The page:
words :: Ben Osborne // cover photo :: courtesy of Red Bull.
COVID-19 has taken over the news streams, our personal lives, and the lives of everyone around us. As outdoor enthusiasts, we have a pre-programmed response: Go get some fresh air and get away from it all. It seems harmless—a solo bike ride or ski tour won’t harm anyone and should only boost our immune systems and keep us mentally healthy.
But what happens if things go wrong?
Most of the sports we partake in—biking, skiing, climbing, hiking, and more—are dangerous on numerous levels. This may be due to their high intensity, remoteness, or a combination of the two. Any health complication undoubtedly puts a burden on our healthcare system, and with hospitals in the coming days likely to see far more traffic, putting yourself at risk could be considered an unnecessary risk.
In Italy, the situation is far worse than in most places. So bad that hospitals eventually became overcrowded to the point that “ventilators became like gold” according to Dr. Daniele Macchini, an Italian physician who published a long Facebook post about her working conditions. Patients were unable to be taken care of, and Italy quickly became the epicentre for the virus.
For many people in British Columbia, as the snow melts away in the valley and ski resorts shut down due to the spread of the virus, biking seems like a safe escape to clear your mind—but is that in the best interest of the health system?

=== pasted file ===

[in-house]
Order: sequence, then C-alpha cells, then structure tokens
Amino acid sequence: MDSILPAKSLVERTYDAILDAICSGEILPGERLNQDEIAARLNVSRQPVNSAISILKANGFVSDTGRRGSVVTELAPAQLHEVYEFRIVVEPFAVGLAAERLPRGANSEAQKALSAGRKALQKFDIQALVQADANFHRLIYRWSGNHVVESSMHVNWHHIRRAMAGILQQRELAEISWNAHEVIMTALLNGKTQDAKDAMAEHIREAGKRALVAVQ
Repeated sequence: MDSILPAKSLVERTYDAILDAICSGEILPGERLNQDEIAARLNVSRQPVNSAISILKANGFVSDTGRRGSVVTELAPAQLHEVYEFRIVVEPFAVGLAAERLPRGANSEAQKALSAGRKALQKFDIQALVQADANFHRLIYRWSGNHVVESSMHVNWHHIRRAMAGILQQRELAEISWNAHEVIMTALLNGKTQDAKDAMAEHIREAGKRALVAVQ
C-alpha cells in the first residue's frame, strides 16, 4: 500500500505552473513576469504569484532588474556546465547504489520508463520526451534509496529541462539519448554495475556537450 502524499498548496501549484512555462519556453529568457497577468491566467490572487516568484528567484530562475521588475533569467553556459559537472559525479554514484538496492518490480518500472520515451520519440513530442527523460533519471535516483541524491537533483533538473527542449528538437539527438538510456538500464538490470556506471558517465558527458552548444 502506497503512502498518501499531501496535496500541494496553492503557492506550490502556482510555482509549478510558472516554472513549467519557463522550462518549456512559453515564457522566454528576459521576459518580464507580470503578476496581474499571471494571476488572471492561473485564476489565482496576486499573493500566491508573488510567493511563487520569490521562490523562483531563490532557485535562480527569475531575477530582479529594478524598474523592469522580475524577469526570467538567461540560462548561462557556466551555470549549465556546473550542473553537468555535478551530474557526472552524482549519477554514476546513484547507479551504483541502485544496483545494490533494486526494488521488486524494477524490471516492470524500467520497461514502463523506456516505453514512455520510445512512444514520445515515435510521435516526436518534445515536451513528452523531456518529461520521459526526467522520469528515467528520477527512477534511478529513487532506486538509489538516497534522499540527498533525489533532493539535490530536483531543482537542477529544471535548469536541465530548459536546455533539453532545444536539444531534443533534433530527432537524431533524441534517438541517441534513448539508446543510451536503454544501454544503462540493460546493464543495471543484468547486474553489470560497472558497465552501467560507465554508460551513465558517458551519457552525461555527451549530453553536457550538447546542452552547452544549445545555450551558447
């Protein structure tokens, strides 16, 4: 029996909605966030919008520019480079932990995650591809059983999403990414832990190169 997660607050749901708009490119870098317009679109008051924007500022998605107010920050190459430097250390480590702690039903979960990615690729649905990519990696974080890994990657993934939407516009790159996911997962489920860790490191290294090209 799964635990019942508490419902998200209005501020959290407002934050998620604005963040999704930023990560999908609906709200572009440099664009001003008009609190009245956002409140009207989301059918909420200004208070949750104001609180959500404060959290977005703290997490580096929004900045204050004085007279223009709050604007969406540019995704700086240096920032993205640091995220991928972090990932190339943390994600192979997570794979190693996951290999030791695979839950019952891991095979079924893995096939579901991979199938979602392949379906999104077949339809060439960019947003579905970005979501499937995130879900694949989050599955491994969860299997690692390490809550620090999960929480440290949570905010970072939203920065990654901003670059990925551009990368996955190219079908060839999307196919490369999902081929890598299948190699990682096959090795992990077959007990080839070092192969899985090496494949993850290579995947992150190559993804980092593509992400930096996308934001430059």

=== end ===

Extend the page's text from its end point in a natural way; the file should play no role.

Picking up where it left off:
A recent study conducted by the Enduro World Series clearly demonstrates the dangers of riding a bike—even for professionals. While most injuries are minor, is your broken clavicle an unnecessary burden on your local hospital’s already dire situation?
For the biking mecca of Squamish, it is. The local hospital has already reached out to the SORCA, expressing the fact that they “do not have the capacity to deal with mountain bike-related injuries”, and specifically requested that the local trails association spread the word.
For ski touring, a similar situation arises—if you get into trouble, the burden falls on search and rescue, your local hospital, and eventually rest of your community. Is that worth it?
There’s nothing wrong with getting out, getting some fresh air, and getting some exercise. In fact, it will be vital during this time of social separation and for some, quarantine. The most important thing is taking care of yourself, and those close to you.
But, in the age of social media, as athletes, influencers, and brands set the example urging their followers to get out and self-distance, it’s important to emphasize playing within your own ability more than ever. Consider what types of activities you choose to do, and how you do them. Because when things go wrong, they could have an effect on someone who is in much worse shape than you. Your surroundings are more important than ever, and now is the time to pay attention. —ML